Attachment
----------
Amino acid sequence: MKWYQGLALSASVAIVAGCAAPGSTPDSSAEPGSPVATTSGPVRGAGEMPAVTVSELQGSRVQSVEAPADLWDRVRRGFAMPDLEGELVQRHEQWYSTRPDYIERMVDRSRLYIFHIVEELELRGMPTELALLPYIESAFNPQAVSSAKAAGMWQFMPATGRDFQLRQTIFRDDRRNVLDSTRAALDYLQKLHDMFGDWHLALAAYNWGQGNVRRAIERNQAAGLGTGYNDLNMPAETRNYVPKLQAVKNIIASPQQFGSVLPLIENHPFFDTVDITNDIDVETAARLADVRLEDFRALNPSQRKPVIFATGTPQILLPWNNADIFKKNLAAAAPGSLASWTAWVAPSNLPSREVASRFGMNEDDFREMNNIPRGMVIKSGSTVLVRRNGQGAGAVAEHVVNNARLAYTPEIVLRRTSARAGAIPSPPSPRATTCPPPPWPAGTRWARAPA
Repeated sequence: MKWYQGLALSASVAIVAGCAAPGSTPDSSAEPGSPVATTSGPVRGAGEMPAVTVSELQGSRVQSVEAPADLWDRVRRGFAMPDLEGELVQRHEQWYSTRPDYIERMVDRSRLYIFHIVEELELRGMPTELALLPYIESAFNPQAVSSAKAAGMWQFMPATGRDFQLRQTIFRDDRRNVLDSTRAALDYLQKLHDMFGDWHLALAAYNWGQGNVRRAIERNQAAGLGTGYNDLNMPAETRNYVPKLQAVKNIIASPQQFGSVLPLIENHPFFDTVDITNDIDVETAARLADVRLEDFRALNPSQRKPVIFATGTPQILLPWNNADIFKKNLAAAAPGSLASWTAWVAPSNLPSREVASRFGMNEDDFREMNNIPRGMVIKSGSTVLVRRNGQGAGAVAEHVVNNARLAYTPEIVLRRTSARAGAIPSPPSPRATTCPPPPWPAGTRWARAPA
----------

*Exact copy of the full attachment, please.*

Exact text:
Amino acid sequence: MKWYQGLALSASVAIVAGCAAPGSTPDSSAEPGSPVATTSGPVRGAGEMPAVTVSELQGSRVQSVEAPADLWDRVRRGFAMPDLEGELVQRHEQWYSTRPDYIERMVDRSRLYIFHIVEELELRGMPTELALLPYIESAFNPQAVSSAKAAGMWQFMPATGRDFQLRQTIFRDDRRNVLDSTRAALDYLQKLHDMFGDWHLALAAYNWGQGNVRRAIERNQAAGLGTGYNDLNMPAETRNYVPKLQAVKNIIASPQQFGSVLPLIENHPFFDTVDITNDIDVETAARLADVRLEDFRALNPSQRKPVIFATGTPQILLPWNNADIFKKNLAAAAPGSLASWTAWVAPSNLPSREVASRFGMNEDDFREMNNIPRGMVIKSGSTVLVRRNGQGAGAVAEHVVNNARLAYTPEIVLRRTSARAGAIPSPPSPRATTCPPPPWPAGTRWARAPA
Repeated sequence: MKWYQGLALSASVAIVAGCAAPGSTPDSSAEPGSPVATTSGPVRGAGEMPAVTVSELQGSRVQSVEAPADLWDRVRRGFAMPDLEGELVQRHEQWYSTRPDYIERMVDRSRLYIFHIVEELELRGMPTELALLPYIESAFNPQAVSSAKAAGMWQFMPATGRDFQLRQTIFRDDRRNVLDSTRAALDYLQKLHDMFGDWHLALAAYNWGQGNVRRAIERNQAAGLGTGYNDLNMPAETRNYVPKLQAVKNIIASPQQFGSVLPLIENHPFFDTVDITNDIDVETAARLADVRLEDFRALNPSQRKPVIFATGTPQILLPWNNADIFKKNLAAAAPGSLASWTAWVAPSNLPSREVASRFGMNEDDFREMNNIPRGMVIKSGSTVLVRRNGQGAGAVAEHVVNNARLAYTPEIVLRRTSARAGAIPSPPSPRATTCPPPPWPAGTRWARAPA